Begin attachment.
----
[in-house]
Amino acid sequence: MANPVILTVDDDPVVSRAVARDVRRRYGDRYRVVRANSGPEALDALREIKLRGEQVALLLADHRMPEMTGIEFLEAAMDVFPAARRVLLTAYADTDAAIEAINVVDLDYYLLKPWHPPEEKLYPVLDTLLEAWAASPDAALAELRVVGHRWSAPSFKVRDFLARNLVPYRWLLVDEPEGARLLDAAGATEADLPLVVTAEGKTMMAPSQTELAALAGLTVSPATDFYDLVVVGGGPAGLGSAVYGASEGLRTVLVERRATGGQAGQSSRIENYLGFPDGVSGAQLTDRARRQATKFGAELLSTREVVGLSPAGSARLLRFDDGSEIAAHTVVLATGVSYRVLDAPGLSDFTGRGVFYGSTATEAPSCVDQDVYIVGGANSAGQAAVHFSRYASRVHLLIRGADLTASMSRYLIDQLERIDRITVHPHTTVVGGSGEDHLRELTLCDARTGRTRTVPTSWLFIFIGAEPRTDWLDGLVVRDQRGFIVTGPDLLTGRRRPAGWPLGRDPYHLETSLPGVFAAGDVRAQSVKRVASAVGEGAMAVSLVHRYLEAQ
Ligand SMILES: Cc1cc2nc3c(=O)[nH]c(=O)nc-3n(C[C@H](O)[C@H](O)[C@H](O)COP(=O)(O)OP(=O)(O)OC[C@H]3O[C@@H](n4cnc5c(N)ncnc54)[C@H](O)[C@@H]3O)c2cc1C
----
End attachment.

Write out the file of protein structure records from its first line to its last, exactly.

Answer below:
[in-house]
Amino acid sequence: MANPVILTVDDDPVVSRAVARDVRRRYGDRYRVVRANSGPEALDALREIKLRGEQVALLLADHRMPEMTGIEFLEAAMDVFPAARRVLLTAYADTDAAIEAINVVDLDYYLLKPWHPPEEKLYPVLDTLLEAWAASPDAALAELRVVGHRWSAPSFKVRDFLARNLVPYRWLLVDEPEGARLLDAAGATEADLPLVVTAEGKTMMAPSQTELAALAGLTVSPATDFYDLVVVGGGPAGLGSAVYGASEGLRTVLVERRATGGQAGQSSRIENYLGFPDGVSGAQLTDRARRQATKFGAELLSTREVVGLSPAGSARLLRFDDGSEIAAHTVVLATGVSYRVLDAPGLSDFTGRGVFYGSTATEAPSCVDQDVYIVGGANSAGQAAVHFSRYASRVHLLIRGADLTASMSRYLIDQLERIDRITVHPHTTVVGGSGEDHLRELTLCDARTGRTRTVPTSWLFIFIGAEPRTDWLDGLVVRDQRGFIVTGPDLLTGRRRPAGWPLGRDPYHLETSLPGVFAAGDVRAQSVKRVASAVGEGAMAVSLVHRYLEAQ
Ligand SMILES: Cc1cc2nc3c(=O)[nH]c(=O)nc-3n(C[C@H](O)[C@H](O)[C@H](O)COP(=O)(O)OP(=O)(O)OC[C@H]3O[C@@H](n4cnc5c(N)ncnc54)[C@H](O)[C@@H]3O)c2cc1C